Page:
by Jasmine Patel, MPH
Reaching consensus is a challenge for any community, and the global health care community is no exception. When it comes to inherited high cholesterol, however, experts and advocates are of one mind.
During the month of September, and in the lead up to global Familial Hypercholesterolemia (FH) Awareness Day on September 24, the cardiovascular community is coalescing on the issue of FH. The most common genetic cause of high LDL cholesterol, FH impacts 34 million people worldwide. When left untreated, FH can lead to early death in the prime of life – yet 90% of people with FH are currently undiagnosed.
Earlier this year the FH community issued “A Global Call to Action,” combining the perspectives of patients, clinicians, advocacy organizations, scientific associations and public health officials. The unprecedented document represented insights and expertise from across 40 countries representing high-, middle-, and low-income regions. Inspired by the 1998 WHO recommendations on FH, the call to action paves a way forward for health care systems around the world to implement lasting policy solutions for genetically high-risk cardiovascular populations.
This month, the FH community is elevating its call to action in hopes that the scientific advancements and research gains of the last two decades can become accessible to more patients around the globe. The effort is a continuation of ongoing advocacy by organizations such as the Global Alliance for Patient Access, which advocates for patient-centered care, and FH Europe, a patient network dedicated to early identification and diagnosis of FH. For FH patients, who have lived with high cholesterol since birth, timely and optimal therapeutic access is critical. Collaboration among patient-centered organizations like these is key to amplifying priorities to policymakers.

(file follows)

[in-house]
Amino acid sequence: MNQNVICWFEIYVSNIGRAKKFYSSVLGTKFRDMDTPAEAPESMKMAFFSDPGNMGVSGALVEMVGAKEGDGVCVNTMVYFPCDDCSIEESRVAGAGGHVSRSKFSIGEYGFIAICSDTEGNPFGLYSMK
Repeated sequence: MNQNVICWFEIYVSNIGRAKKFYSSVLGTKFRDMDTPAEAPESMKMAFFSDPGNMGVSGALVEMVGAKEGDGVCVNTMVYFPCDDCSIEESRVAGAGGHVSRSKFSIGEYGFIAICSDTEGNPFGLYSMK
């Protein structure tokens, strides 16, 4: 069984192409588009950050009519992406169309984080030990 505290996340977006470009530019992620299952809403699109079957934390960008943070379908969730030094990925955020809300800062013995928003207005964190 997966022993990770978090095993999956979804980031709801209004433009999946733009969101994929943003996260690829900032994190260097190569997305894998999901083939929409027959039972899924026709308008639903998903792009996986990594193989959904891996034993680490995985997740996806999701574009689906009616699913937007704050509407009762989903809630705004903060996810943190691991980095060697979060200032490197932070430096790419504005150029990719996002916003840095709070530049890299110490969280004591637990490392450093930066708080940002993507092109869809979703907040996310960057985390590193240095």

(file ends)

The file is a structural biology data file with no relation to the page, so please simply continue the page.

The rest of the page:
Efforts to position FH as a global health priority are rooted in nine public policy recommendations for improving FH care:
- Awareness. Because FH is underdiagnosed and undertreated, there is a need for general awareness and recognition of this genetic condition as a public health issue.
- Advocacy. Country-specific FH advocacy organizations should be established, in partnership with patients and clinicians. These organizations act as critical stakeholders, knowledgeable champions, and conduits to providing patient support and general education.
- Screening, testing, and diagnosis. Screening for FH, through genetic or clinical testing, should be performed according to country-specific conditions and guidelines.
- Treatment. Treatment for FH should be patient centered, available and affordable. It should begin in childhood and continue over the course of life.
- Severe and homozygous FH. Separate guidelines for the severe rare form of FH, homozygous FH, should be created. Care of these patients require unique resources.
- Family-based care. Because FH impacts individuals throughout their lives, care should be organized and accessible throughout the different challenges and life stages.
- Registries. FH registries should be funded, ideally by country governments, to provide vital information on the evolving natural history of FH. This may include information on awareness, success of treatment and outcomes
- Research. FH research should continue to be funded to advance the scientific understanding of FH and to identify additional treatment options for patients
- Cost. FH care must be affordable and provide value to impacted families and society at large. It is important for countries to assess the value and cost savings of available preventive FH interventions.
This document incorporates best practices, proven country-specific solutions to gaps in care, and up-to-date treatment information. In short, it represents a critical advocacy tool for FH stakeholders.
Now, the FH community looks to those advocates to encourage the successful, country-specific implementation of these public policy recommendations. With advocacy organizations, patients and clinicians collectively engaging with government bodies, the FH community can move global consensus into global action.
Jasmine Patel, MPH, is director of policy and outreach for the Global Alliance for Patient Access.